regime decided to try to reverse decline by going the world-imperial path,
they shot the United States, and U.S.-based large capitalists, in the foot
- if not immediately, in a very short future. This is what Roach is warning
about, and complaining about.

There is a fundamental confusion here. No advice from Roach, nor Soros, nor
Stiglitz can change the precarious situation world capitalism finds itself
in today. Despite my sharp disagreements with Robert Brenner over the
origins of capitalism and his inexplicable endorsement of the right of the
USA to fund a counter-revolutionary movement in Cuba, his 1998 New Left
Review article seems more astute than ever. With the rise of the German and
Japanese economies in the 1960s, the USA has been forced to respond by
driving down wages at home and stepping up attacks on the 3rd world. All
this falls under the rubric of 'neoliberalism'. Despite the crocodile tears
of a Joseph Stiglitz, there is NO ALTERNATIVE within the capitalist system.
The logic that drives this is the need to accumulate capital. Since attacks
on wage labor in the pursuit of profit introduce other potentially sharper
contradictions, reformist illusions about a global Marshall Plan, etc. will
crop up. On my employer's website, you can find a press release about
Professor Jeffrey Sach's proposal to end "extreme poverty" by 2015.

The one measure that is capable of accomplishing such a goal is the very
one these liberal do-gooders will never support, namely proletarian revolution.

But doesn't the Bush regime give these capitalists everything they want -
for example, enormous tax rebates? But do they really want them? Not Warren
Buffett, not George Soros, not Bill Gates (speaking through his father).
They want a stable capitalist system, and Bush is not giving them that.
Sooner or later, they will translate their discontent into action. They may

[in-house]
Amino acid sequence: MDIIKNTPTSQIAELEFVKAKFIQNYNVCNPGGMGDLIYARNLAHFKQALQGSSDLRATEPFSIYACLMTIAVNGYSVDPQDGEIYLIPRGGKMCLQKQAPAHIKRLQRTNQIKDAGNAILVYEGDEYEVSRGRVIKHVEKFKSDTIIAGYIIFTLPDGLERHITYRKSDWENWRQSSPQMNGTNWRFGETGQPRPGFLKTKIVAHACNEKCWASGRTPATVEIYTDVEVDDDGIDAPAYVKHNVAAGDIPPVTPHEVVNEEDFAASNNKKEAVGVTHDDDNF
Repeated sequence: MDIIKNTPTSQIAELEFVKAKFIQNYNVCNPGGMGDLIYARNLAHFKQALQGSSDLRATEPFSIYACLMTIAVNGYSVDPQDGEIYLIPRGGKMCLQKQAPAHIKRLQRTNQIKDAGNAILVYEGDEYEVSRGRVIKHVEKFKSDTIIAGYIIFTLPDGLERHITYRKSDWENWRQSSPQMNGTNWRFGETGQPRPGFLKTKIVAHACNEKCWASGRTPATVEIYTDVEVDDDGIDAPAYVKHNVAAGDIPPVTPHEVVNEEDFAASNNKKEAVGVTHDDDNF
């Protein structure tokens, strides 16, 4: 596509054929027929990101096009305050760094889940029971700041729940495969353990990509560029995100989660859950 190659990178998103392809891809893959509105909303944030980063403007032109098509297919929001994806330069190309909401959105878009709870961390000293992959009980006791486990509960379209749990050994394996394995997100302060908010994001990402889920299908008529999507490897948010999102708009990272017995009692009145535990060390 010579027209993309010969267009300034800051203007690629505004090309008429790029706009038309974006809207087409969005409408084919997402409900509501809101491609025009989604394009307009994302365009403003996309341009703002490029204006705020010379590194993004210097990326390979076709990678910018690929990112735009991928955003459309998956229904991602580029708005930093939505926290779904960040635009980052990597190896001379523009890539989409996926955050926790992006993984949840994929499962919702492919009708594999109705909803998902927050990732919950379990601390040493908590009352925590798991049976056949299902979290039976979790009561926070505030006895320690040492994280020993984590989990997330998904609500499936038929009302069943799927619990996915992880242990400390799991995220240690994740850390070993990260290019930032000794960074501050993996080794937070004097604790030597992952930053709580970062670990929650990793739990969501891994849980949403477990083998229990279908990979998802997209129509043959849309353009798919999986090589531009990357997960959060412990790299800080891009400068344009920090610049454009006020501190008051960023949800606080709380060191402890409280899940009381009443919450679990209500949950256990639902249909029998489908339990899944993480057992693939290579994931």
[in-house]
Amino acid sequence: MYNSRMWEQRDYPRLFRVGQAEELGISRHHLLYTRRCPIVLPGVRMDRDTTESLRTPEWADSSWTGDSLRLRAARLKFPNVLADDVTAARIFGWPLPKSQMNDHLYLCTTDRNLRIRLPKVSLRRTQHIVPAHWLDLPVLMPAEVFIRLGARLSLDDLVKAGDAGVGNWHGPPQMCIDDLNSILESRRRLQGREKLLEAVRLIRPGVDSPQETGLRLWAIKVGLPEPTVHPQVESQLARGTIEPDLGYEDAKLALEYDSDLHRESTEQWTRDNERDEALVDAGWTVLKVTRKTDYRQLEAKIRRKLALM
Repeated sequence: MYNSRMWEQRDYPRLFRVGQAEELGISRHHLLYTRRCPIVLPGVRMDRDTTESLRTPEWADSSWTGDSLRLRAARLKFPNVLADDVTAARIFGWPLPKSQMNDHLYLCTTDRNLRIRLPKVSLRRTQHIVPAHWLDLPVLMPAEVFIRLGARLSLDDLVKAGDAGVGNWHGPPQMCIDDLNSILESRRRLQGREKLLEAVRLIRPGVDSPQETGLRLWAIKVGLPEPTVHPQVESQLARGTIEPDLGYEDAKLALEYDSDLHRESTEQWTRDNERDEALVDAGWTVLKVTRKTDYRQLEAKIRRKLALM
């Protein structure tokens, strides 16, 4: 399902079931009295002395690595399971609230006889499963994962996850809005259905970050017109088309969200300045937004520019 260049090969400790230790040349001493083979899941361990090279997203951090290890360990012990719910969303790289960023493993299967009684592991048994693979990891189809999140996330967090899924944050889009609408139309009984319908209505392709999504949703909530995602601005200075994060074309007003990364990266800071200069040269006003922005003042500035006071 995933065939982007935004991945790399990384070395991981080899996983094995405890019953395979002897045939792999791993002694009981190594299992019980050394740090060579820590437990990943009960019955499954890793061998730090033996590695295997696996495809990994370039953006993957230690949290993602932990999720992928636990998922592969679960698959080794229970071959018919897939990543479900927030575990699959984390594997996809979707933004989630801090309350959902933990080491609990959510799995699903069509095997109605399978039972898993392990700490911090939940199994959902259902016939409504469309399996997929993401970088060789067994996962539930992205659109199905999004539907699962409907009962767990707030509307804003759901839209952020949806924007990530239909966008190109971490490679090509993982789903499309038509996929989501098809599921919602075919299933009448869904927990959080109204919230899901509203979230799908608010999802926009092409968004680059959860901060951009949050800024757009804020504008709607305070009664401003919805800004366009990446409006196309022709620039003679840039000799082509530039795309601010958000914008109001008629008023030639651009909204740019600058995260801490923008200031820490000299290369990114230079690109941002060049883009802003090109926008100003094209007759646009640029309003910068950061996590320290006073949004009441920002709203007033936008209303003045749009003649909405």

already be doing this. This doesn't mean they will succeed. Bush may get
reelected in 2004. He may push his political and economic madness further.
He may seek to make his changes irreversible.

It does not matter what Buffett, Gates or Soros want. To paraphrase
Wallerstein: not John Kerry, not Dennis Kucinich, not George W. Bush are
capable of providing a "stable capitalist system". We are in a period of
deepening crisis, imperialist war and--ultimately--revolutionary war. If
you can't stand the heat, then get out of the kitchen.

But in a capitalist system, there is also the market. The market is not
all-powerful, but it is not helpless either. When the dollar collapses, and
it will collapse, everything will change geopolitically. For a collapsed
dollar is far more significant than an Al-Qaeda attack on the Twin Towers.
The U.S. has clearly survived the latter. But it will be a vastly different
U.S. once the dollar collapses. The U.S. will no longer be able to live far
beyond its means, to consume at the rest of the world's expense. Americans
may begin to feel what countries in the Third World feel when faced by
IMF-imposed structural readjustment - a sharp downward thrust of their
standard of living.

The near bankruptcy of the state governments across the United States even
today is a foreshadowing of what is to come. And history will note that,
faced with a bad underlying economic situation in the United States, the
Bush regime did everything possible to make it far worse.

A typical Wallerstein declaration from Mount Olympus. Not a single
strategic recommendation, let alone an engagement with politics. I guess
when we are dealing with 500 year long waves, such imperatives must appear
mundane if not an outright nuisance.